New Technology in Education
To identify trends in education, perhaps the best methodology is to identify trends which work well today, whether technologically based or not. In other words, identify the tools people actually use today, and examine how computers of the future will evolve these tools for use in the future. We say this because, while technology changes rapidly, people do not. People will want to use tools which look and feel like the tools they've always used, but which provide expanded capabilities.
And the tools most widely used in education today are remarkably simple, having remained unchanged for the last several centuries. They include books, notepads or paper, writing implements, blackboards, and teachers. Of these, obviously, the role of the teacher is the most complex and will have to be discussed in detail. The remaining tools, however, will be absorbed by the new technology in a very straightforward fashion: the PAD.
The PAD (Personal Access Device) will become the dominant tool for online education, combining the function of book, notebook, and pen. Think of the PAD as a lightweight notebook computer with touchscreen functions and high speed wireless internet access. The PAD will look like a contemporary clipboard and will weigh about as much. Its high-resolution screen will deliver easy-to-read text, video and multimedia. The PAD will accept voice commands, recognize your handwriting, or accept input via a touch-screen keyboard.
Various PADs will evolve, depending on need and application. Small three-by-five folding PADs will fit easily into a jacket pocket and will be taken on business trips or vacations. More standard eight-by-eleven PADS will be the workhorse of educational institutions, businesses, and the home. Large-screen WADs (Wall PADs) will hang from walls for home entertainment, business presentations, or education.
The use of PADs in education will have two major consequences. Education will become truly personal, and it will become truly portable. Personal, because the PAD will serve as an individual student's primary educational tool. And portable, because PADs are portable. PADs are about five years away. Their development, and emergence into common currency, will occur in a fashion similar to the emergence of the cellular telephone today. They will cost about three hundred dollars.
Presentation software will become full-featured and easy to use - but not design. The glory days of do-it-yourself HTML, if they ever existed, will wane as greater bandwidth and capacity greatly enhance the designer's ability to present learning materials. Just as today few instructors produce their own instructional CD-ROMs, so also in the future instructors are unlikely to produce their own instructional websites.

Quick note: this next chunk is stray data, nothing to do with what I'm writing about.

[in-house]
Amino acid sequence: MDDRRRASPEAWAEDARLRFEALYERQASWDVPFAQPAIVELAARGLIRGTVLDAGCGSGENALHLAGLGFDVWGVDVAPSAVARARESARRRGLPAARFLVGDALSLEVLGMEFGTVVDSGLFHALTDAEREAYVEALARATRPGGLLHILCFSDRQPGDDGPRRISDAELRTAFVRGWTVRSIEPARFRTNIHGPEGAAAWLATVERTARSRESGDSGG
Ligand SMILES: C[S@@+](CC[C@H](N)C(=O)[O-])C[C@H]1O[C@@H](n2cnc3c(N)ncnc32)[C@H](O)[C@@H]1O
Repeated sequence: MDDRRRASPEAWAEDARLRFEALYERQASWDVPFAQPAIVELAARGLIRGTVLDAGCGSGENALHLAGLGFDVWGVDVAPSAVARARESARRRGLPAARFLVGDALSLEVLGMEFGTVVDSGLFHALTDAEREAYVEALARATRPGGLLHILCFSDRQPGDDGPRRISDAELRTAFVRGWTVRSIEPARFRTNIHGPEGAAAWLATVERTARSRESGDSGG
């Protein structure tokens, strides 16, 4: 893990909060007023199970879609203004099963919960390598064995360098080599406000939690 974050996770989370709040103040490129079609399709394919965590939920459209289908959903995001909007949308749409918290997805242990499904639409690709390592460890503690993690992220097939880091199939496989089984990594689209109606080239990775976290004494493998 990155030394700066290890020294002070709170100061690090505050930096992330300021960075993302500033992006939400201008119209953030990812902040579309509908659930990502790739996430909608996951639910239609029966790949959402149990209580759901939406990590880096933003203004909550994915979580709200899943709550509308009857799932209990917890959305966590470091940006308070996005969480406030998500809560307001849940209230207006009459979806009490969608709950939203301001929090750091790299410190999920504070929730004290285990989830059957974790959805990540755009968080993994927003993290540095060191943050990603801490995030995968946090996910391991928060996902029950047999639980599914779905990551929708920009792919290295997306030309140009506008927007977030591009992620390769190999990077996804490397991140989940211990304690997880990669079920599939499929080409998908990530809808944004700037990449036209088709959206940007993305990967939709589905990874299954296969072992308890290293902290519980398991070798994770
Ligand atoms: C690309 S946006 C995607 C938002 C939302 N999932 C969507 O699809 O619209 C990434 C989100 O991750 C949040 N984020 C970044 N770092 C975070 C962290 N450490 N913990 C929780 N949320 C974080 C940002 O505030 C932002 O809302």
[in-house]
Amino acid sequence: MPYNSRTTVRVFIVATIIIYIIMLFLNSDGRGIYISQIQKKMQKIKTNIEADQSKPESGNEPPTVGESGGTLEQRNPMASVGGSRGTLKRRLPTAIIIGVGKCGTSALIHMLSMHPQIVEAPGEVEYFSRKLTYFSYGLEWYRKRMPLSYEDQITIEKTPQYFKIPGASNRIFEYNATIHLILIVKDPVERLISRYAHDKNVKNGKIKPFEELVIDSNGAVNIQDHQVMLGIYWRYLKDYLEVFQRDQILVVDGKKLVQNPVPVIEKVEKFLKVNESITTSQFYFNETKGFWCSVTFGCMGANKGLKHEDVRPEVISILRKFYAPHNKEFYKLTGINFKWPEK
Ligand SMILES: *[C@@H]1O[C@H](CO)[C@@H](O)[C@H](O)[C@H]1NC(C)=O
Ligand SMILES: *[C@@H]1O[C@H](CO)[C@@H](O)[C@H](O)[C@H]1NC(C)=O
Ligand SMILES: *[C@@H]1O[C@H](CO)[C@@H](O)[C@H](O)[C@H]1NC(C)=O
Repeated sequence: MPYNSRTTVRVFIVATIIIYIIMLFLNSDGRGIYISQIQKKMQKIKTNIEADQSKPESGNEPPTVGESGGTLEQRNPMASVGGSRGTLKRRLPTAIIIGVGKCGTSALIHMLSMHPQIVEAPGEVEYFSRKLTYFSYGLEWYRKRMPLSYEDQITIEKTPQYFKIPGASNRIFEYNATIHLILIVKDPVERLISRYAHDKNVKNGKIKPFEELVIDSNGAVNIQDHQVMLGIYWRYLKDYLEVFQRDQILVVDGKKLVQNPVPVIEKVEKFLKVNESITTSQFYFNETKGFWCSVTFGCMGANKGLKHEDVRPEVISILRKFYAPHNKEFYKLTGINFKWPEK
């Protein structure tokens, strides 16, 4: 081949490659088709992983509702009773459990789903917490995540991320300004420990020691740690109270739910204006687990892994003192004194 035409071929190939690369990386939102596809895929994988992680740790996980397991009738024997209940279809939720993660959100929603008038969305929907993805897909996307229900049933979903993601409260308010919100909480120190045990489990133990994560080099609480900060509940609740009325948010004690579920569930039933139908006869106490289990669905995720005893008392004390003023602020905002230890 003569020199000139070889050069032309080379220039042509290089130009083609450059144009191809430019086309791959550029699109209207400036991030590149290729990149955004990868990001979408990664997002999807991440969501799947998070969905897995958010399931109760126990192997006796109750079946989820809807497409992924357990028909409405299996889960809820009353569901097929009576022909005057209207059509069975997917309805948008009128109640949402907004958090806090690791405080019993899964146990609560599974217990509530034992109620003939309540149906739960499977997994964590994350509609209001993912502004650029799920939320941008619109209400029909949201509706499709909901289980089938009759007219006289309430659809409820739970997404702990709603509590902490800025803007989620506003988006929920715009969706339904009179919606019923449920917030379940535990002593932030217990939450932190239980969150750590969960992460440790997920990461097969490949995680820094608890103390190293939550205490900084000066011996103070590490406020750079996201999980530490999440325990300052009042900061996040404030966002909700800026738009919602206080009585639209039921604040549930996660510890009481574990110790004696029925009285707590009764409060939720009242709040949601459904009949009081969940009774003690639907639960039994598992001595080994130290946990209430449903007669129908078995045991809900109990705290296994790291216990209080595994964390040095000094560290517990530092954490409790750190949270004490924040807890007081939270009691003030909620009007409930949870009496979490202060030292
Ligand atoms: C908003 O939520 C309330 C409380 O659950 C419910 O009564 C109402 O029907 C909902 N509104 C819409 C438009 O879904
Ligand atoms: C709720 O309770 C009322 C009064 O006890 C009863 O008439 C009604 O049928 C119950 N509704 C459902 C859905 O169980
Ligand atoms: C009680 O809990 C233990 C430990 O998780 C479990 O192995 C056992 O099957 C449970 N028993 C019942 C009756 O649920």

This is not to say that the instructor of the future will not produce his or her classroom materials, just as the emergence of video recording or CD-ROMs does not preclude an instructor from photocopying a class handout. But like class handouts, the content of such material will refer students to more full-featured instructional materials, just as today class handouts refer students to texts, videos or CD-ROMs.
Educational software of the future will include every feature present in video games today, and more. For a good example of the sort of learning environment which will become widespread in the future, look at products such as Sim City or Sim Earth, from Maxis. The point of educational software will not be so much to present a stream of information to a student as it will be to place the student in an environment where the information needed for success in that environment will be actively sought and learned.
All the essential tools for multimedia educational software either exist now or are in early stages of development. Products such as Powerpoint and Director have evolved into richly textured multimedia containers, moving from page to page either via preprogrammed settings or user input, presenting graphics, video and sound, responding to student choices, and connecting to other resources.
Virtual reality and simulations already exists to a great degree of sophistication for military and aeronautics applications, and this technology will move to the personal computer interface level with the development of more powerful PADs and intuitive manipulation devices, such as the data glove. Even more sophisticated total immersion simulators will be available at community learning centres and will be for a variety of skills based learning activities.
But not just that. To give a student an idea of what the battle of Waterloo was like, for example, it is best to place the student actually in the battle, hearing Napoleon's orders as they become increasingly desperate, feeling the recoil of one's own muskat, or slogging through the mud looking for a gap in the British cannons. Virtual reality already exists to a high degree in such games as Doom and Quake, Microsoft Flight Simulator, and a variety of other games. It is only a matter of time before similar products are designed with educational objectives in mind.
Educational software will differ from contemporary gaming software only slightly, and at that, mainly behind the scenes.